On August 15, Alabama voters will head to the polls to pick the Republican nominee to fill Attorney General Jeff Sessions’ Senate seat. The race could signal which type of Republican candidate conservative states want, as well as which strategies will work for GOP candidates. Should the GOP be torn apart by a bitter primary and runoff, Democrats could have a chance to pick up a precious Senate seat in the closely divided upper chamber.
As with anything involving the Republican Party, it’s all about Donald Trump. Pundits have concluded that the race is “all about being the most pro-Trump.” That’s not entirely accurate. It’s about being like Trump, not claiming an endorsement or promising to be the most Trump-like.
The Chief Justice, Frequent Candidate and Front-Runner
First of all, look at the cast of characters: Roy Moore, the “10 Commandments Judge,” who was impeached and removed for a controversial display of the 10 Commandments that he wanted on public grounds.
Moore ran for governor in 2006 against incumbent GOP Gov. Bob Riley but lost by a 2:1 margin. He ran for Alabama governor again four years later but finished fourth with less than 20 percent of the vote. He even flirted with running for president, first as a Republican and then as a Constitutional Party candidate.
He won his old job back in 2012 but got in hot
These circumstances would finish off most candidates, but Moore’s devil-may-care attitude about his political career seems to appeal to conservatives. Moore has shown his willingness to lose office in order to stand by his principles. Maybe that’s why he’s in first place so far, though his name recognition from running for something every four years might also play a role.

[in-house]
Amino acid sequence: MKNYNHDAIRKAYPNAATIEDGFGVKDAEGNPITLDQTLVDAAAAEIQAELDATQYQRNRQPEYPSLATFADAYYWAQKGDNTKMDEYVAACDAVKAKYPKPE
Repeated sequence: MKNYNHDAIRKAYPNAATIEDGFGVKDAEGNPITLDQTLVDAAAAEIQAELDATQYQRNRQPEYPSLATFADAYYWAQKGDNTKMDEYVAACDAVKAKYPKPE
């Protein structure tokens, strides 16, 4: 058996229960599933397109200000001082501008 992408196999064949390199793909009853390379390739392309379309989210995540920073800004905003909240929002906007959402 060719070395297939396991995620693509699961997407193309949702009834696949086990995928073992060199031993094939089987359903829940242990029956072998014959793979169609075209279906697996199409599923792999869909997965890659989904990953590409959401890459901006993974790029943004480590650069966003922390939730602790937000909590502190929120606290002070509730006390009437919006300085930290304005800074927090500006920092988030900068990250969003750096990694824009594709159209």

The Attorney General, Who Is No “Stranger” to Controversy
When Sen. Jeff Sessions resigned to become Trump’s attorney general, Gov. Robert Bentley appointed Alabama Attorney General Luther Strange to fill his seat. But such a move may have hurt Strange more than it helped him. After all, he had been in charge of investigating Bentley for improprieties, and his appointment might appear to undermine the investigation. Bentley resigned, but the damage was done. It didn’t help that Senate Majority Leader Mitch McConnell blundered into the race, supporting Strange while trying to undermine the other candidates. This has given Strange the dreaded moniker of “establishment candidate.”
Despite being the most moderate of the top three candidates, Strange stunned pundits and voters by getting Donald Trump’s coveted endorsement, even though he is McConnell’s man. That should have sealed the deal, but it seems to have weakened Strange in a race that seemed to be all about devotion to Trump. He’s now tied for second with 20 percent of the vote.
The Congressman, a Donald Trump-Wannabe Who Sticks Up for Jeff Sessions
Then there’s Mo Brooks, a member of the House of Representatives from Northern Alabama. Brooks has gone out of his way to show that he would back Trump 100 percent, or 1,000 percent if he could. Nobody seemed to be trying harder to get that Trump endorsement, which he failed to secure despite his best efforts. He has barely been able to crack 10 percent of vote.